After 2 hours, give the sauce a taste. If it is a little bitter, you can add a bit of brown sugar to balance it out. That’s it.

Wild Mushroom Risotto:

1 1/2 cups arborio rice
1 oz dried wild mushroom mix (I think mine had porcini, morel, wood ear)
10 oz fresh crimini mushrooms, sliced
8 cups chicken broth
3/4 cup finely chopped shallots
4 tbsp butter
1 tbsp olive oil
1/4 cup grated parmesan or grana padano

Soak the dried mushrooms in about 1-2 cups of warm water for 30 minutes. Remove the mushrooms and squeeze gently to get rid of excess moisture.  Chop roughly.  If you want, you can strain and reserve the soaking liquid, which is now super flavorful and can be a great addition to soups or sauces.

Bring 7 cups chicken broth to simmer in medium saucepan and keep warm.

Melt 2 tablespoons unsalted butter in a heavy medium saucepan over medium-high heat. Add fresh crimini mushrooms. Sauté mushrooms until tender and beginning to brown (3 minutes), then add the wild mushrooms. Sauté a bit longer until most of the moisture has evaporated but before the mushrooms get too brown.  If needed, at a little olive oil so they don’t burn. Transfer mushrooms to a separate bowl.

Melt remaining 2 tablespoons butter with olive oil in the same saucepan over medium-low heat. Add shallot and sauté until tender, 4 to 5 minutes. Add rice and increase heat to medium. Stir to coat the rice with the oil until edges of rice begin to look translucent, 3 to 4 minutes. Add 3/4 cup warm chicken broth; stir until almost all broth is absorbed, about 1 minute. Continue adding broth by 3/4 cupfuls, stirring until almost all broth is absorbed before adding more, until rice is halfway cooked, about 15 minutes.

Stir in sautéed mushrooms. Continue adding broth by 3/4 cupfuls, stirring until almost all broth is absorbed before adding more, until rice is “al dente” (tender but still firm to bite) and risotto is creamy, about 10-15 more minutes. Stir in 1/4 cup grated Parmesan cheese. Transfer risotto to serving bowl. You’re done.

Assembly: Place risotto in a shallow dish, top with 2-3 pieces of braised short rib as well as some of the braising liquid (which is delicious), and garnish with chopped chives. It should bring a tear to your eye.

beer pairing recommendation: let’s go with a big stout for this one, like Brooklyn Brewery’s Black Chocolate Stout.

(Wild Mushroom Risotto recipe adapted from Bon Appetit)

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Wings: 2 Ways

Taking a break from this stupid game to post my baked wings recipe. Hashtag Worst Super Bowl Ever.

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Wings are pretty easy to make and pretty cheap too.  Usually around Super Bowl time you can find huge packs of wings like this for like 50% off. You can cook them whole, but I like eating my wings the classic wing and drumette way. Here’s a quick primer on how to divide the wing:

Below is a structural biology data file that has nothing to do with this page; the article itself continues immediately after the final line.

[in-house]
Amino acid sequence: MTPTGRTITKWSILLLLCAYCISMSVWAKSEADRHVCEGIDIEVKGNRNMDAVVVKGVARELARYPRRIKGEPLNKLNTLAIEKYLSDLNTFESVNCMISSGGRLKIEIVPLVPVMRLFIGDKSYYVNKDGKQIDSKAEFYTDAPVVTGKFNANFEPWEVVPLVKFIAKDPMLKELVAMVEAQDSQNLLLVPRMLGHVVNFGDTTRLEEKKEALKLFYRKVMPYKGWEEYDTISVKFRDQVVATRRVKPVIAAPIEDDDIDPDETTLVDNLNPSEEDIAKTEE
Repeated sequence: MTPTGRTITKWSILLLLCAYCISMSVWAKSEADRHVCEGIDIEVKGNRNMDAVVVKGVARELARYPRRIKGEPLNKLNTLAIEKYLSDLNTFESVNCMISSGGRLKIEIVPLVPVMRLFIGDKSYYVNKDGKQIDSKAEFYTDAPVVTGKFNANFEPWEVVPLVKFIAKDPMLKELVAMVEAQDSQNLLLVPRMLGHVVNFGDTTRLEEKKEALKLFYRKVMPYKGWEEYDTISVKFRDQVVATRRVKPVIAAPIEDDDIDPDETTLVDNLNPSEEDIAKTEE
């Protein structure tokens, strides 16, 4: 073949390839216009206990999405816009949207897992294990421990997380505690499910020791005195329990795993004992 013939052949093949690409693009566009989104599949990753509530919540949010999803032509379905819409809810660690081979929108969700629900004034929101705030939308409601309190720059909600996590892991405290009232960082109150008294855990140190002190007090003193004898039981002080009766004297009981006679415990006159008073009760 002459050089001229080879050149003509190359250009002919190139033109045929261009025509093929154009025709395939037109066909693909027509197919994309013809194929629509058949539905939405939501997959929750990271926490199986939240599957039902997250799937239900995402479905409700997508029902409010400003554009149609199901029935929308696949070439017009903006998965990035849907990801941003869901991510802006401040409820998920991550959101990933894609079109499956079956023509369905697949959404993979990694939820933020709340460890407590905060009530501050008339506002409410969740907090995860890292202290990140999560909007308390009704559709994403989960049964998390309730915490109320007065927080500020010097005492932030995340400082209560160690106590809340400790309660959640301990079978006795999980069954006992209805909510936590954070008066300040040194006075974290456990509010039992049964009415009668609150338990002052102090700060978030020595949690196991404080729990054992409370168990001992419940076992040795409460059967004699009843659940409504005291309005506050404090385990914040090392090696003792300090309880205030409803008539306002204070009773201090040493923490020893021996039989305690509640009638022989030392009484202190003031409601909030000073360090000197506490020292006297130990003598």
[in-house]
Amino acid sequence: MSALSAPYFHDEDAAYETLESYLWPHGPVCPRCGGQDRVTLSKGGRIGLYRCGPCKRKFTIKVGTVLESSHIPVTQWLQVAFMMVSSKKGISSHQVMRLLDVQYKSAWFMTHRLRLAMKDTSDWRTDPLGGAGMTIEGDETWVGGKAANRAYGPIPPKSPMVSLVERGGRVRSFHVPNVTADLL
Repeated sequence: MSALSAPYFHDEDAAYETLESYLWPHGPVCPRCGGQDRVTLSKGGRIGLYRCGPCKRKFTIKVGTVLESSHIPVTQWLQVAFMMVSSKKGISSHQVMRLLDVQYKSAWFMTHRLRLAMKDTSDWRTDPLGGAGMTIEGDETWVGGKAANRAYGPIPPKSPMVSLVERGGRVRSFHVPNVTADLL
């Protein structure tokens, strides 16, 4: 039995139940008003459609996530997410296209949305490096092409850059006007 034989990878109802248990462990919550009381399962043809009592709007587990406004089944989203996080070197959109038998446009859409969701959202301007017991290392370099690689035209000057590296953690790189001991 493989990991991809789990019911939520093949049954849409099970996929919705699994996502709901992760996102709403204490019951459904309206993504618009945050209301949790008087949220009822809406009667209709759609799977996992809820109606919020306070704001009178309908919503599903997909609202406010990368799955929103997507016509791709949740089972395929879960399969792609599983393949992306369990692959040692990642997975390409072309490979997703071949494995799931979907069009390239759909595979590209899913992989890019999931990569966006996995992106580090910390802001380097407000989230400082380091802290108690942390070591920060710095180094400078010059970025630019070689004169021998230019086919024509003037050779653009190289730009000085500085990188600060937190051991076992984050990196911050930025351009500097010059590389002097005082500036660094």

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I don’t know what a butcher would call those 2 views but for the sake of simplicity I’m calling the thicker skinned side “outside” and the thinner skinned side “inside.”

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Start by cutting off the wing tip by placing the wing “inside” up and finding the joint. You can feel the joint with your fingers, it will feel bony and protrude like a knuckle (Fig 1). Find the middle and cut straight down (Fig 2).  If you have a good knife, it should cut through pretty easily.  If not, you’re probably on a bone and you need to try again. Flip the wing over so the “outside” is up, find the knuckle between the drumette and the wing (Fig 3), and again cut straight down. I like to cut through the skin between the two sections first and spread them apart to allow for a cleaner cut (Fig 4), but it’s not really necessary.

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Season with Lawry’s and toss with vegetable oil

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Line a baking sheet with foil and put a cooling rack on top. The rack will allow the dry heat in the oven to contact all surfaces of the wings and let it get nice and crispy all around. Here’s a tip: spray the rack with some non-stick cooking spray before putting the wings on.

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See you boys later.

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50 minutes later… skin crispy, kitchen smelling awesome.

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Now for the sauces. This is my Buffalo Bacon sauce. Yes that is 1 tbsp of bacon grease on the right. GO BIG OR GO HOME! DON’T YOU EVER TALK ABOUT ME!

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Here’s the other sauce. Not much of a secret here, except that The Salt Lick makes some mighty fine sauce.

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Once the wings come out, coat half in the Buffalo sauce, half in the BBQ sauce.  Throw the BBQ sauce wings back in the oven for 8-10 minutes so the BBQ sauce becomes a little caramelized and more like a glaze. Serve the Buffalo wings right away (no need to bake again).